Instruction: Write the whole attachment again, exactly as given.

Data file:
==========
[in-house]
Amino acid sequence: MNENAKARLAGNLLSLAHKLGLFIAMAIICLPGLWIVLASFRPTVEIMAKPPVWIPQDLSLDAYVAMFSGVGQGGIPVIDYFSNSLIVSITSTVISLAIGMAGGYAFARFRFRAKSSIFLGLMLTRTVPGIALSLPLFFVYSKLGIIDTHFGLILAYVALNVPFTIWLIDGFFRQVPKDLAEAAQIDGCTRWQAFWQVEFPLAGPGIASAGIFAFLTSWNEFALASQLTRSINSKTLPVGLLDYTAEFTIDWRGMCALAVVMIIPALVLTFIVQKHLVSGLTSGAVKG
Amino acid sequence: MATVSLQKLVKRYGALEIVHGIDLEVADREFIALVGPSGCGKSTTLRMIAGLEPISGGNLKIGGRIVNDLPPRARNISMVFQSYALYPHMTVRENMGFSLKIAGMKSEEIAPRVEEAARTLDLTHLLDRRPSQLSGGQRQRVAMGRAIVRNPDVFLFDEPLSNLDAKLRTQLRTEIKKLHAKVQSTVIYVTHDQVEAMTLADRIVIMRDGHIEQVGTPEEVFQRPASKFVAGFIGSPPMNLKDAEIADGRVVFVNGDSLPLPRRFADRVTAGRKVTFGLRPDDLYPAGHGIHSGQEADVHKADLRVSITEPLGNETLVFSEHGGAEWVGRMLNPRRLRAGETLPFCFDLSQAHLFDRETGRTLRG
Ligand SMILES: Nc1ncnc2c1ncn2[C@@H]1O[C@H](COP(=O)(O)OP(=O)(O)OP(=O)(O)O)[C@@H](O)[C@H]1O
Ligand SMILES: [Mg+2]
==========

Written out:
[in-house]
Amino acid sequence: MNENAKARLAGNLLSLAHKLGLFIAMAIICLPGLWIVLASFRPTVEIMAKPPVWIPQDLSLDAYVAMFSGVGQGGIPVIDYFSNSLIVSITSTVISLAIGMAGGYAFARFRFRAKSSIFLGLMLTRTVPGIALSLPLFFVYSKLGIIDTHFGLILAYVALNVPFTIWLIDGFFRQVPKDLAEAAQIDGCTRWQAFWQVEFPLAGPGIASAGIFAFLTSWNEFALASQLTRSINSKTLPVGLLDYTAEFTIDWRGMCALAVVMIIPALVLTFIVQKHLVSGLTSGAVKG
Amino acid sequence: MATVSLQKLVKRYGALEIVHGIDLEVADREFIALVGPSGCGKSTTLRMIAGLEPISGGNLKIGGRIVNDLPPRARNISMVFQSYALYPHMTVRENMGFSLKIAGMKSEEIAPRVEEAARTLDLTHLLDRRPSQLSGGQRQRVAMGRAIVRNPDVFLFDEPLSNLDAKLRTQLRTEIKKLHAKVQSTVIYVTHDQVEAMTLADRIVIMRDGHIEQVGTPEEVFQRPASKFVAGFIGSPPMNLKDAEIADGRVVFVNGDSLPLPRRFADRVTAGRKVTFGLRPDDLYPAGHGIHSGQEADVHKADLRVSITEPLGNETLVFSEHGGAEWVGRMLNPRRLRAGETLPFCFDLSQAHLFDRETGRTLRG
Ligand SMILES: Nc1ncnc2c1ncn2[C@@H]1O[C@H](COP(=O)(O)OP(=O)(O)OP(=O)(O)O)[C@@H](O)[C@H]1O
Ligand SMILES: [Mg+2]